In accordance with the present invention, supporting bed 20 is manufactured from a sheet of reticulated foam material which has been compressed under heat and pressure in a conventional heated press so as to be permanently reduced to approximately 10-35% of its initial thickness. The degree of compression, the temperature and compression time, and the porosity of the reticulated foam starting material are selected to provide particular airflow and firmness characteristics for the finished supporting bed. Preferably, a 1-inch thick sheet of the support bed should permit an airflow of at least 1.5 cfm through an area 4 inches square, with a pressure drop between the surfaces of the sheet material corresponding to 1/2 inch of water, and it should be sufficiently firm so that compressing a 1-inch thick sheet to one quarter of its thickness requires a pressure in excess of 1.5 psi. With reticulated polyurethane foams, this is typically achieved by compressing the foam at 300-450 F. for a time period between 8 minutes and 2 hours.

The reticulated polyurethane foams which were used as the starting material in the examples below are all commercially available under the trademark Filtercrest from Crest-Foam Corp. of Moonachie, N.J. These foams were reticulated by the process described in U.S. Pat. No. 3,175,025. This process involves providing a combustible mixture of an oxidizer material and an oxidizable material within and about a block of the foam material and igniting the mixture, so that the shock waves produced by the ignition destroy substantially all the windows within the block of material. However, this is merely illustrative of one type of starting material that may be used for the invention. Those skilled in the art will appreciate that materials reticulated by any other process will work equally well in the invention.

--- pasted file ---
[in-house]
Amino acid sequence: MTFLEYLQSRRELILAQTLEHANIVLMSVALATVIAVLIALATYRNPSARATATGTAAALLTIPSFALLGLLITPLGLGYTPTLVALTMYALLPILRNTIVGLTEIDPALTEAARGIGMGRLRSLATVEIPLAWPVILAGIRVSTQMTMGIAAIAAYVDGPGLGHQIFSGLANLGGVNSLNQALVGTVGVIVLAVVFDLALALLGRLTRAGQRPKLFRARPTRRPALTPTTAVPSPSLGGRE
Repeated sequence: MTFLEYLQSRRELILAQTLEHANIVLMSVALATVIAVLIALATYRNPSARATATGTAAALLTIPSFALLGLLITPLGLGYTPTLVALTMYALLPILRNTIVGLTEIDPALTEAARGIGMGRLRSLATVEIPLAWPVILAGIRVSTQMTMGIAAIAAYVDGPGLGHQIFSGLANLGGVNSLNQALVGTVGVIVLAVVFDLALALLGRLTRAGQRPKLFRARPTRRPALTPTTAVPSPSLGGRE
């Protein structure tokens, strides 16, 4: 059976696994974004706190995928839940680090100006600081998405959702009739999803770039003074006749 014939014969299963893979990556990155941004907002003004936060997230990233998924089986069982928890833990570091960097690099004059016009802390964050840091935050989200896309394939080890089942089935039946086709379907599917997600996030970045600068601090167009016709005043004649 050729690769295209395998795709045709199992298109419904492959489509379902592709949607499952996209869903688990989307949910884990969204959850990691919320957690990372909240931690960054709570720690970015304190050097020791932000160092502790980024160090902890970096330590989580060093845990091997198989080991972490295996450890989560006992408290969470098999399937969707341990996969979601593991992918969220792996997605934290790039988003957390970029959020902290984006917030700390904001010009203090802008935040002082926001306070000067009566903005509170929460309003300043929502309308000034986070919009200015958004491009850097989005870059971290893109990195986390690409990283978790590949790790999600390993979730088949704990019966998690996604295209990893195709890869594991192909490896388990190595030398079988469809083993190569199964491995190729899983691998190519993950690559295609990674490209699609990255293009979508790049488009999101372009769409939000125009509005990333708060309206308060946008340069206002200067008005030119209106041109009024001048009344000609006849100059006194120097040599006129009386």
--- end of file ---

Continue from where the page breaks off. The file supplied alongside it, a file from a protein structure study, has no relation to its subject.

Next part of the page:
EXAMPLE 1

The starting material is selected as an 5 inch thickness of a reticulated grafted, polyether polyurethane foam sold under the trademark Filtercrest T-30 by the Crest-Foam Corp. of Moonachie, N.J. This material has a density of about 1.4 pounds per cubic foot, a porosity of about 30 pores per inch, and an airflow of about 18.5 cfm through an area four inches square, with a pressure difference corresponding to half an inch of water between its surfaces. The sheet was compressed to a thickness of 1 inch and maintained at a temperature of about 400 F. for about 10 minutes. The resulting sheet material retained a thickness of 1 inch when the pressure was removed, but exhibited substantially improved firmness, while permitting substantial airflow: compressing the new sheet material to 1/4 of an inch required 4.67 psi and there was an airflow of 3.1 cfm through an area of four square inches with a pressure difference across the surfaces of the sheet equivalent to 1/2 inch of water.

EXAMPLE 2

Beginning with the same starting material as example 1, the material was pre-heated in a forced air oven at about 350-400 F. for about 15 minutes. An end product exhibiting the same firmness and air flow characteristics as the product of Example 1 was obtained by compressing the foam for only half the time specified in example 1.

EXAMPLE 3

The starting material was selected as an 7 inch thickness of a reticulated grafted, polyether polyurethane foam sold under the trademark Filtercrest T-15 by the Crest-Foam Corp. of Moonachie, N.J. This material has a density of about 1.4 pounds per cubic foot, a porosity of 15 pores per inch, and an airflow of about 22 cfm through a four square inch area, with a pressure difference corresponding to half an inch of water between its surfaces. The sheet was compressed to a thickness of 1 inch and maintained at a temperature of about 400 F. for about 10 minutes. The resulting sheet material retained a thickness of 1 inch when the pressure was removed, but exhibited substantially improved firmness, while permitting substantial airflow: compressing the new sheet material to 1/4 of an inch required 6.63 psi and an airflow of 2.67 cfm through a four square inch area was obtained with a pressure difference across the surfaces of the sheet equivalent to 1/2 inch of water.

EXAMPLE 4

The starting material was selected as an 6 inch thickness of a reticulated polyester polyurethane foam sold under the trademark Filtercrest S-10 by the Crest-Foam Corp. of Moonachie, N.J. This material has a density of about 2.0 pounds per cubic foot, a porosity of 10 pores per inch, and an airflow of about 21 cfm through a four square inch area, with a pressure difference corresponding to half an inch of water between its surfaces. The sheet was compressed to a thickness of 1 inch and maintained at a temperature of about 400 F. for about 10 minutes. The resulting sheet material retained a thickness of 1 inch when the pressure was removed, but exhibited substantially improved firmness, while permitting substantial airflow: compressing the new sheet material to 1/4 of an inch required 7.43 psi and an airflow of 3.00 c.f.m. resulted through a four square inch area, with a pressure difference corresponding to half an inch of water between its surfaces.